By now, if you don’t know and understand how to prevent the spread of the coronavirus, then somebody has not been paying attention.
There’s not much more can be said, or written, about this serious invasion into our lives, and we can pray this week’s forecast of our first 90-degree day this year will slow the increases we’ve seen in our state in the past week.
Still, we have to stay the course of vigilance outlined in so many reports issued during the past two weeks.
Included in some of those advisories is a move to venturing outdoors, and while some of you might consider holding weekly bass tournaments a big risk, then consider that it’s possible because you can maintain distance and personal hygiene (hand sanitizers are a must on a fishing trip these days). That is, of course, unless kissing a bass will spread the virus, although that might lead to some other “something” like maybe a trip to an asylum.
Turkey season is coming up, skeet and sporting clays venues are open, and licensed hunting preserves are willing to accommodate for quail hunts — and all can be done by following advisories. About the only part to monitor are the closed environs of the vehicle you’re in to and from these places.
It’s possible to maintain distance while fishing from a boat or from the bank.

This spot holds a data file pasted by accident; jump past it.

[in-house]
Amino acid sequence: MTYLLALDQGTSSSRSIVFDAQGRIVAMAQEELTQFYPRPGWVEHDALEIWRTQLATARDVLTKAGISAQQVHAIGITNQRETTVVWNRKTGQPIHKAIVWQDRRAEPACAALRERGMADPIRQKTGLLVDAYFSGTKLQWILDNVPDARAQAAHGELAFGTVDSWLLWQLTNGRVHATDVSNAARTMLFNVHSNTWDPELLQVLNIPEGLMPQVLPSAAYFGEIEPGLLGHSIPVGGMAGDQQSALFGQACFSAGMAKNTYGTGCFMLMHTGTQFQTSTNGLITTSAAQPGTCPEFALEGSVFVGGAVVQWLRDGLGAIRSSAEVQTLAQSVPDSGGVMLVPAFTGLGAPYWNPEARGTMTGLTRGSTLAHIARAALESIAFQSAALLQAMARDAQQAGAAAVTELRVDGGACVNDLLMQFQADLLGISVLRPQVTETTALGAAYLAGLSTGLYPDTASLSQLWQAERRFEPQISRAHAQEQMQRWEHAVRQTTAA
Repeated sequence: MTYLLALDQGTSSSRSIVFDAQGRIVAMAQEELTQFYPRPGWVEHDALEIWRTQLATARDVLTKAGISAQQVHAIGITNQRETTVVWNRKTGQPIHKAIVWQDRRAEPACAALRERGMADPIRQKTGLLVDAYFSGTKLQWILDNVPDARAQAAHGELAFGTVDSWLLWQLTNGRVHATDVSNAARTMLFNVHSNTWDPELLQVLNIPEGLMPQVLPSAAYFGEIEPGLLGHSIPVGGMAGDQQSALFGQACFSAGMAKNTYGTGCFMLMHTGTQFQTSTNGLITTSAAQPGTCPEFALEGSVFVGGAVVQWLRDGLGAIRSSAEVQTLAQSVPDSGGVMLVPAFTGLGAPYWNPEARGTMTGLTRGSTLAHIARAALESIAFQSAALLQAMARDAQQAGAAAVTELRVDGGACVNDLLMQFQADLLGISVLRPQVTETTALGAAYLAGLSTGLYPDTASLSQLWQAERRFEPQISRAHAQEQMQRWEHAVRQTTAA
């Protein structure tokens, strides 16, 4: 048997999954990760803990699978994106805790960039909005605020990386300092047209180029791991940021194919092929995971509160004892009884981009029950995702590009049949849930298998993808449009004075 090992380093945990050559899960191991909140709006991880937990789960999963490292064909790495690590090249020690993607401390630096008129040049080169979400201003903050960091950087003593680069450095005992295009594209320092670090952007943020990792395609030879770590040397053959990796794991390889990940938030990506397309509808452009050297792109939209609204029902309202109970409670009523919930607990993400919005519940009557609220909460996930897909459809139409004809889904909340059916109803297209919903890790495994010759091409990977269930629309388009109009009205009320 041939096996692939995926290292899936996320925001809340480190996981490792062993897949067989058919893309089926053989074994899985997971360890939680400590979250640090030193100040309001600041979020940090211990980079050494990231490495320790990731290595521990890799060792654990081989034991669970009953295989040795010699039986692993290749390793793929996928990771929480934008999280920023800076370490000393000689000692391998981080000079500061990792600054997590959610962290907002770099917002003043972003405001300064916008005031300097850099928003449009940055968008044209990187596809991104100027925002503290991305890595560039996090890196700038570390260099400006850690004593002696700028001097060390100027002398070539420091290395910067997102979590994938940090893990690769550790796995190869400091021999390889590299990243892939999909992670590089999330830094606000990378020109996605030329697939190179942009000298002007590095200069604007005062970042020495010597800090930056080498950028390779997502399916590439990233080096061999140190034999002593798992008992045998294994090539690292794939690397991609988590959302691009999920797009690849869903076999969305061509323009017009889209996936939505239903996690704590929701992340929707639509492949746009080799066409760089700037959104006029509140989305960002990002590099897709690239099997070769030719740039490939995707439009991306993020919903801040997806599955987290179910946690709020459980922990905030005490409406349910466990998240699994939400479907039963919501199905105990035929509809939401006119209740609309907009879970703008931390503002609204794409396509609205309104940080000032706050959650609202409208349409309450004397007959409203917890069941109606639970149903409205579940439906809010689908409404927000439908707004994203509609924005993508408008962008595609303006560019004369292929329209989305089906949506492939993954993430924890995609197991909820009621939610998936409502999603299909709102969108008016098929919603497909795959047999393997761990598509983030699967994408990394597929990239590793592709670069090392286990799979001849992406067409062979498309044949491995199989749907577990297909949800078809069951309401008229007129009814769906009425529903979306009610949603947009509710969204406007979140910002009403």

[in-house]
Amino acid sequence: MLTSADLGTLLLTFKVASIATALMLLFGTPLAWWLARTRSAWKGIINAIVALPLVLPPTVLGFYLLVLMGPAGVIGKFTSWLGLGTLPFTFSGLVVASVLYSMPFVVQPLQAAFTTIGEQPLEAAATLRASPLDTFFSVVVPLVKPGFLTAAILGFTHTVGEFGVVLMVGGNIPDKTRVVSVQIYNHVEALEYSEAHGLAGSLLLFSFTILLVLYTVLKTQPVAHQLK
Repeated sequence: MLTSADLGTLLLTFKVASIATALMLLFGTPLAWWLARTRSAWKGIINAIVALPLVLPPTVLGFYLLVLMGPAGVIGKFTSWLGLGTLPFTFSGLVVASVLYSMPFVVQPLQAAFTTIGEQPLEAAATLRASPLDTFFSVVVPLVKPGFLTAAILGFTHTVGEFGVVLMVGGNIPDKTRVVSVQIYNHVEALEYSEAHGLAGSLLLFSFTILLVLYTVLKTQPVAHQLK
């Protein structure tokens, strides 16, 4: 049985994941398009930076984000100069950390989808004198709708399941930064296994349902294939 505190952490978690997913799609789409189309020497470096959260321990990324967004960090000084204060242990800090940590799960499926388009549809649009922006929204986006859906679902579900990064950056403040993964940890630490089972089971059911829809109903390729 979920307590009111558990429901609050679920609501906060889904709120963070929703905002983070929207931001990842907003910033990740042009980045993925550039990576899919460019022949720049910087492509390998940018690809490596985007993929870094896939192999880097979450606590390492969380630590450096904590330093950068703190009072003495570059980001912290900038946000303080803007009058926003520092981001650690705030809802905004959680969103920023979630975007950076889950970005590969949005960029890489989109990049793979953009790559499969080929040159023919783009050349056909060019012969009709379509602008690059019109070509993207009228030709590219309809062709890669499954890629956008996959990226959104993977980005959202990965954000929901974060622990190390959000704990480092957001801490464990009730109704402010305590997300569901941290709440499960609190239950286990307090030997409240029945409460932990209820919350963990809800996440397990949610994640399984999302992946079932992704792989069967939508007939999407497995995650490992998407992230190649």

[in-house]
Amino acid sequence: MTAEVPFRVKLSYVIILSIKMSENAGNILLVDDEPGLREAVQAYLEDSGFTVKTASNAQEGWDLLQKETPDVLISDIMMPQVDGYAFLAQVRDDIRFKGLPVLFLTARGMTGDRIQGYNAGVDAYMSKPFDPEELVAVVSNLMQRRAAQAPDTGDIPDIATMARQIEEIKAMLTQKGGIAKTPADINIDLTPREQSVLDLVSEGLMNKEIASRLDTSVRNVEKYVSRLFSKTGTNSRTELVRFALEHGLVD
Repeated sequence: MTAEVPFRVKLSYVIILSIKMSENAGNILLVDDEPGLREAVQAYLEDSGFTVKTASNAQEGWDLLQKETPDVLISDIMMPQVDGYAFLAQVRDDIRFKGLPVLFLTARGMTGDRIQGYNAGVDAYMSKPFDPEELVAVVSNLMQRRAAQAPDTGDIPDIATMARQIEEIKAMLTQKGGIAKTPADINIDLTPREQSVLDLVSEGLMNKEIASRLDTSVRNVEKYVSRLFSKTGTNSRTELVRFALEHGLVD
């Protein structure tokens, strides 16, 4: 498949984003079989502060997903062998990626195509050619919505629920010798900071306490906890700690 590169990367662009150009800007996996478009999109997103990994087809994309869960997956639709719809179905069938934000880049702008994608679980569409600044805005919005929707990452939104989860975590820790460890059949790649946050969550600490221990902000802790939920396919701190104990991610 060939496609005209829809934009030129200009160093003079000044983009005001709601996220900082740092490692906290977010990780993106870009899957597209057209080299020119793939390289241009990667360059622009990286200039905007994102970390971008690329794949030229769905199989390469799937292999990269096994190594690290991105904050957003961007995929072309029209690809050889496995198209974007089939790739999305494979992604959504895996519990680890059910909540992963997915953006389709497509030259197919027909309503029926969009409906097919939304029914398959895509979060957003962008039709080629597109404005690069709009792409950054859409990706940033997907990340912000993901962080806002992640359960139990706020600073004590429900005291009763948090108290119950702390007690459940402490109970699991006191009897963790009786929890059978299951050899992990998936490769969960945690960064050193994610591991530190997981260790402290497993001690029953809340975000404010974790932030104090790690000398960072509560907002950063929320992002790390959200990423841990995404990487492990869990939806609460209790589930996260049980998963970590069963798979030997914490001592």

If you’re taking the youngsters out to catch panfish, then this might be the time to teach them how to dig worms or to figure out how to catch minnows and small bait-sized crawfish from a ditch.
Spring is here, and if you step outside you’ll hear many more birds in our neighborhoods. There are dozens of websites with plans for birdhouses of all shapes and sizes and suited for one or more species.
Other than using power tools, this is a kids-friendly activity, and they can monitor, and identify, the birds using their houses.
There are other birding opportunities, too. While the youngsters are out, and advised against mingling, take your children into your neighborhood to check out how many different birds are moving into our springtime environs. (I’ve counted 27 in the past five days.)
On the river
While it didn’t show in last Sunday’s Kiwanis Open fishing tournament, False River is putting on a bass-fishing show.
Yeah, it was only natural that a high-pressure system would move into south Louisiana on tournament day — proving, once again, that a bluebird sky is Mother Nature’s unhittable 100 mph fastball — and overall weights were down.
As soon as the barometric pressure abated, big fish started showing up again and Ryan Mitchell brought in, and later released, a 10-pound largemouth in last Tuesday’s 6-9 p.m. weekly tournament. And Gary Krouse boated another 10-pounder Friday.
Just maintain your distance.
Earlier this month, the UL-Monroe team of Jacob Andrews and Taylor Kolb finished fourth (16-9 pounds) in the Abu Garcia College Fishing held on Table Rock Lake in southern Missouri and earned a spot in the 2021 FLW College Fishing National Championship.
And, Baton Rouge angler Gary Caruso came through on a tough fishing day to finish seventh in the Phoenix Bass Fishing League tournament held on Ross Barnett Reservoir in Mississippi.